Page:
It's a wedding ring thing

bicycle0 comments

Hear is a cool little project I was asked to do for a good mate  Adam “Ugly” in melb.

Ugly rang me and asked me to do a project for him ,as i had built him a frame in the past I figured it was going to be something bike related.

So I was a bit surprised and very honored to be asked to make his wedding ring for him.

I was a bit apprehensive as I had not built a ring before and really didn’t want it to get to close to his wedding and not have anything to give him, but he told me there was plenty of time so I thought ill give it a go and if it does not work there is still time  for him to come up with some thing else before the big day.

The materials he wanted to use where stainless   and brass the same as his bike was made of , I was very much into this concept and he had the idea of fitting a piece of brass into the SS ring.

I did a lot of research into what materials to use and how I was going to join the mediums together, I was going to use surgical SS for the body of the ring but this material turned out to be very hard to come by and after speaking to a machinist mate of mine who had the SS but told me that 316 grade was much better at resisting scratching and polished out much better.  So it was a lump of 35mm 316 grade stainless that I started with, I bored out the centre to the correct diameter in the lathe  then it was over to the mill to cut in the slot for the brass insert.

I was not sure what material to use for the insert. Ugly wanted brass but I was worried that it would leave a black mark on his finger and fixing it into the ring was going to be tricky. I decided to use gun-metal for the insert. I only came across this material a year or so when I was given a tube block from an old builder, It looks exactly like brass but as I was to find out when I drilled a hole in the block it is super hard stuff (insert drill blunting hard here).  Gun metal (GM) (called so as it was used to make cannons in the 1800’s) Had all the right properties looks like brass / does not tarnish/ very hard-wearing  and polishes out to a very high luster, perfect.

The next challenge was machining a very small piece of gun-metal to fit in the cut out of the ring. This turned out to be  very fiddle as my mill is taller than me and though its very accurate it is very tricky milling a block of material 3mm x 3mm, went through  Quite a few  cutters in the end but we got there.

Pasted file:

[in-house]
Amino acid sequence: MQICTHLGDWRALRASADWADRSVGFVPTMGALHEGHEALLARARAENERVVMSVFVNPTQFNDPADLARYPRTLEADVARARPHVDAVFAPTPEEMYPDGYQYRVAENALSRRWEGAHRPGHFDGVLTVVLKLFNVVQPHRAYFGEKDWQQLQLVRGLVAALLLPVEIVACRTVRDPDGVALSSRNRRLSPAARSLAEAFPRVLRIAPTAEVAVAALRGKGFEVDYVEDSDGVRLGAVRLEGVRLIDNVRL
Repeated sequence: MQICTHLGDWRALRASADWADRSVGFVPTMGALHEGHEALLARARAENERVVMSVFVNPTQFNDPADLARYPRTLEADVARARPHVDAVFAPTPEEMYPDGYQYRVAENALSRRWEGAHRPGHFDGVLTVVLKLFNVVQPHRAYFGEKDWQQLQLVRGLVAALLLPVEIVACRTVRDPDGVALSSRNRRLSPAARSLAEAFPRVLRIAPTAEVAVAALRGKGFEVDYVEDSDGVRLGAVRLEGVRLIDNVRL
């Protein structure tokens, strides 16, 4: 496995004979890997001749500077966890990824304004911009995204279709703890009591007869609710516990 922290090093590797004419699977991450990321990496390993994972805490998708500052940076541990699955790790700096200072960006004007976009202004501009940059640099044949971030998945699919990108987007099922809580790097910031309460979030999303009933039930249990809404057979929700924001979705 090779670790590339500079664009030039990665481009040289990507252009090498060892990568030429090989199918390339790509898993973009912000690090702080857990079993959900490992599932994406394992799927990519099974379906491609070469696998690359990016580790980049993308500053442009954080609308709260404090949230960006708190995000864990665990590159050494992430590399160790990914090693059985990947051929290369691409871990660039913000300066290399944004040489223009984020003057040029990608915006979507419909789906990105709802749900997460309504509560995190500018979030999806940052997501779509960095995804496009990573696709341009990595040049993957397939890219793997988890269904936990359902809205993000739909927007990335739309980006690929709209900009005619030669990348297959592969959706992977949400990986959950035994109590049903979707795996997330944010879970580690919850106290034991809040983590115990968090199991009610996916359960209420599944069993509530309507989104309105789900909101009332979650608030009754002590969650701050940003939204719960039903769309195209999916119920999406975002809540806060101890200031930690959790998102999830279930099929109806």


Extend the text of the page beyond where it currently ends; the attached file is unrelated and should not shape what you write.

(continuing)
when I had the gun-metal and the stainless ready it was time to join the two together. This bit was by far the most worrying and hard to do. Getting the SS to heat with out the GM over cooking and burning of the flux before I could get the sliver to flow took a few goes and a fair bit of  swearing in between, the GM would get red-hot almost instantly and would not take the silver, In the end I had to lay a pool of silver in the SS ring and heat it to melting then quickly fit the GM slug in and gently wash the flame over the to till they bonded this while holding the GM slug in place with a set of pliers . I could defiantly have used a nother set of hands for that operation.

When it was all bonded together it was back to the lathe to take off the excess GM and take the whole ring down to the required thickness. With that done I polished the ring to a high luster using many grades of wet and dry then wire wool then to polishing rag and finally finishing polish.

All this was done with the ring still attached to the main SS billet, It was now time to part the ring from the mother piece this step always makes me nervous as if any thing goes wrong here its back to square 1.

It parted ways with the mother billet cleanly and trouble-free thank (insert the god of you choice here). Next I had to make up a jig to hold the ring so I could face and chamfer the parted edge, when the material is only 6mm wide this turned out to be a challange, in the end I had to turn up a sleeve that fit over an expansion bolt from a 1″ steerer nut this locked the ring in to place and I could fit the jig into the lathe to finish the cutting and polishing.

All in all it took a lot of fiddling and gave me an appreciation of how far I could take my machines, I would love to have had a jewelers mill and lathe for the job but my partner threatened me with death should either items suddenly appear in my work shop.

I very much hope the wedding is a huge success and wish both Adam and Lari all the  happiness and best wishes

Stay up right..

Leave a Reply